Pay Commission regulations are not applicable on the pay scale of staff working in Private Unaided Institutions because of which financial requirements of teachers are not met. Despite the fact that staff of both the Aided and Unaided Universities discharge same duties yet because of this unreasonable classification people working in educational institutions set up by non-state actors are not treated kindly by the market forces and the economy.
If a law is found violative of Article 14 then it is declared unconstitutional. But striking down a law which is beneficial for a class of people ignoring those who are on equal footing is not to be done as a matter of course.
[this judgement is good in law as it abridges the divorce between aid and non-aided institutions]
The Hon’ble Supreme Court in this case said:
“If the Benefit sought to be conferred by such a law is not repugnant to the Directive Principles of State Policy, striking down the same would virtually amount to throwing away the baby with bath water”
Apex Court in this case observed the DKS Nakara v. Union of India case and provided for a innovative procedure for filling the lacuna in the state policy by extending the benefit uniformly to all the people who are otherwise similarly situated. The Court in DKS Nakarav. Union of India case did not declared the law to be unconstitutional rather it focused on eliminating the factors that created inequalities. So, court directed the management authorities to pay the Staff employed in the University as per the Central Pay Commission recommendations. University raised the Argument that since the fees collected from the students were the only source of revenue so this was not possible, to this Court directed the management to constitute the fee Regulatory Committee and make changes in the fee structure as per the need.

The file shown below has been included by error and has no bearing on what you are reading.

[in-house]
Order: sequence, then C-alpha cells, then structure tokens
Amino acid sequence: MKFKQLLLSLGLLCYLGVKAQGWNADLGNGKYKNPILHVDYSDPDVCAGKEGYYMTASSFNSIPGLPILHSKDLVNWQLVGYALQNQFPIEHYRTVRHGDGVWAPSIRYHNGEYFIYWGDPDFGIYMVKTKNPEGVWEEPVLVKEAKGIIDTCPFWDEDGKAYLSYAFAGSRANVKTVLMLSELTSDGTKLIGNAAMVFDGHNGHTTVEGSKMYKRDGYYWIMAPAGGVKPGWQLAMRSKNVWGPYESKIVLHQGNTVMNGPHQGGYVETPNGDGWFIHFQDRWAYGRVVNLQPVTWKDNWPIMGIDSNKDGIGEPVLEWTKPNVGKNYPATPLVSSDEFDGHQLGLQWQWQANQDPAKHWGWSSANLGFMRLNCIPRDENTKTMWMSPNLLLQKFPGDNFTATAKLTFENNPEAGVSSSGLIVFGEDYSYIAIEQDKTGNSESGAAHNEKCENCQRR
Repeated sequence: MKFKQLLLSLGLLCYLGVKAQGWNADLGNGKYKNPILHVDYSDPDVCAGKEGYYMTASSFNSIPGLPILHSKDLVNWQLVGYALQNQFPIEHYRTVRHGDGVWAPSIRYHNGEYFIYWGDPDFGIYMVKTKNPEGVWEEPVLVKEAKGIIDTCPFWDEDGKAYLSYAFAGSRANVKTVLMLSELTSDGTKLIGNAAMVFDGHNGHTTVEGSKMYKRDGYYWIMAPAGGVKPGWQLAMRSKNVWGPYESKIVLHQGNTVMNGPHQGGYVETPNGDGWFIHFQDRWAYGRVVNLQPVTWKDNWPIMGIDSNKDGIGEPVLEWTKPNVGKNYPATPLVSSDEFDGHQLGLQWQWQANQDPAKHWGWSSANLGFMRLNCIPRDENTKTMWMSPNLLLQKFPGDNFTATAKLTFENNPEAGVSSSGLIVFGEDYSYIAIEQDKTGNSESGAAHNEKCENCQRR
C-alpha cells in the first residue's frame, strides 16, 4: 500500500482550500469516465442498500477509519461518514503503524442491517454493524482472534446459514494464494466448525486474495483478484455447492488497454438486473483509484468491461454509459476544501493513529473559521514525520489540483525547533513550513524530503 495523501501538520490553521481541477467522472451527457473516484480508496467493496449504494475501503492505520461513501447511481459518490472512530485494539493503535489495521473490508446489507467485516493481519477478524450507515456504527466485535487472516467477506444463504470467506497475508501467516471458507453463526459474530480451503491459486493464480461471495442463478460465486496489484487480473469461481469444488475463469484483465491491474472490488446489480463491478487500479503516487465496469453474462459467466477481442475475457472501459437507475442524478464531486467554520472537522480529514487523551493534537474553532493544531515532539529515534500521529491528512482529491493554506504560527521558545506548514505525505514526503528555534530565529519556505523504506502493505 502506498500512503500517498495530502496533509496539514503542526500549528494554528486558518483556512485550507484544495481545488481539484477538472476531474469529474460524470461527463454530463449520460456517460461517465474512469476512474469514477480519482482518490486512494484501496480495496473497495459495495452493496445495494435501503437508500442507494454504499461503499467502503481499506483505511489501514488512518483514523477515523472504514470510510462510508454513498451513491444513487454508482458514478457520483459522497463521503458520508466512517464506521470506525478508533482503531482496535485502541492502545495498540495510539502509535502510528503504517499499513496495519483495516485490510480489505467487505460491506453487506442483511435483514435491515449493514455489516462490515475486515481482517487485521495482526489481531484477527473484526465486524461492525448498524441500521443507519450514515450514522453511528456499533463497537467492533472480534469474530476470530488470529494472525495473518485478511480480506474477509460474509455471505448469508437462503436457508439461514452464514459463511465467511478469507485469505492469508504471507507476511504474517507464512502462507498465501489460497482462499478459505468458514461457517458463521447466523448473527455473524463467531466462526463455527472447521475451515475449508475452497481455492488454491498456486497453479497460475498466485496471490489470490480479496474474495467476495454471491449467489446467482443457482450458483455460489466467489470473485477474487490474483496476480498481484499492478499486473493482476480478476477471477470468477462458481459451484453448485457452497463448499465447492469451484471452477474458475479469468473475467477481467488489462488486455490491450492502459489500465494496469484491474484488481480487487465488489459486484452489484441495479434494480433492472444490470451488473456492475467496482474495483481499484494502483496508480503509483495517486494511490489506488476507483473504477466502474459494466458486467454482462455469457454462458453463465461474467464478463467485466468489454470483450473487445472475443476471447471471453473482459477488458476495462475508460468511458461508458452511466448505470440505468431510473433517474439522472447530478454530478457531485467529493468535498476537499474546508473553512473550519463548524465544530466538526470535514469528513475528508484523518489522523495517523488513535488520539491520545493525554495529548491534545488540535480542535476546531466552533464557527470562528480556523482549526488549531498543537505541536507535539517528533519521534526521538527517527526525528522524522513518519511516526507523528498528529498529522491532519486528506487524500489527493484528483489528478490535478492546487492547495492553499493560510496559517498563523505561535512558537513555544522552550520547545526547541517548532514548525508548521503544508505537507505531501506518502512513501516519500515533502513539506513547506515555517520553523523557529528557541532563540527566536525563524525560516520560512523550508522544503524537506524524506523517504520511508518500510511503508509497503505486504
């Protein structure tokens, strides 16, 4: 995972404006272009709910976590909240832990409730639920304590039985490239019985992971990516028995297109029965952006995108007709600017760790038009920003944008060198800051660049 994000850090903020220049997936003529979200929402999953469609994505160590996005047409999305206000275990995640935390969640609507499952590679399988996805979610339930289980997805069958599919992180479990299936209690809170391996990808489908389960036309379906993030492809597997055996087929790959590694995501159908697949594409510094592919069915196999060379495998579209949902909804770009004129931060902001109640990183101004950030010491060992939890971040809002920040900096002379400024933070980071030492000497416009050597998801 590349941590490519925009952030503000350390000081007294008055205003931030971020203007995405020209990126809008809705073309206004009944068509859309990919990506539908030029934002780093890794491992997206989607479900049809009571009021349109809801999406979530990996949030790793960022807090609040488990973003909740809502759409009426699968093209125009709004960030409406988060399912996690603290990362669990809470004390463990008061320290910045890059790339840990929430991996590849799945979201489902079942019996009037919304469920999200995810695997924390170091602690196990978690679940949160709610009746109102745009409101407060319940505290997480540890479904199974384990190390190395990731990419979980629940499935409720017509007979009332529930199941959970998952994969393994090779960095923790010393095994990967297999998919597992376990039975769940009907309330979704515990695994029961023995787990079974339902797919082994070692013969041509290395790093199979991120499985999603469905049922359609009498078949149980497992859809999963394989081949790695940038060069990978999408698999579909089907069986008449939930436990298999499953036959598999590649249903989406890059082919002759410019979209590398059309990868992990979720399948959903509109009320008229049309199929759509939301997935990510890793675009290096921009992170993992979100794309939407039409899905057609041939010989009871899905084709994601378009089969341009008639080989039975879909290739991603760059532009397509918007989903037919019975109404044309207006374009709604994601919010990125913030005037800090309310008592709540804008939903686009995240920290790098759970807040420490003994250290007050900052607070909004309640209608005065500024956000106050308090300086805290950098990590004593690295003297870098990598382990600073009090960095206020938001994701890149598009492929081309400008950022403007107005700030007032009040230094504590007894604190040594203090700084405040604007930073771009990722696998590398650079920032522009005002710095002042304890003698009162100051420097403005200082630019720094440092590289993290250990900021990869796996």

Concluding Remark:
As said in the case above that striking down a law as a whole if found to be violative of Article 14 will not be an ideal solution in each and every scenario because then benefits to other class of people also gets hampered. Following DKS Nakara case Court in this case was right by directing the Mission to make the change in the mechanism of fees regulatory committee and fulfill the needs of the staff working in the unaided universities because eliminating the factors of inequality is the idol solution rather than striking down the regulation as a whole.
Education is a social concept, philosophically evolved, psychologically developed and socially based. It is no more mere instruction, communication of knowledge or the accusation of useful skills. If the teachers and professors are not paid properly or if any education which escapes from the fatal lacuna is disastrous and accentuates inequality.

REFERENCES

[1] Constitution of india

[2]Mewa Ram Kanojia v All India Institute of Medical Sciences, 1989-I CLR 671.

[3] V. Markendeya &Ors. V State of Andhra Pradesh, 1989-I CLR 658.

[4]Bhagwan Sahai, Carpenter v Union of India, 1989 Lab IC 1336.

[5]MP Jain page 1037 6thedi re print 2011

ABOUT THE AUTHOR(S)

 

 

Shantanu Anand is 3rd year B.A.LL.B.(Hons.) Student at Dr. Ram Manohar Lohiya National Law University, Lucknow

 

 

 

 

 

Animesh Upadhyay is a 4thyear B.A.LL.B.(Hons.) student at Dr. Ram Manohar Lohiya National Law University, Lucknow

 

 

 

In content picture credits: healthyteachingonline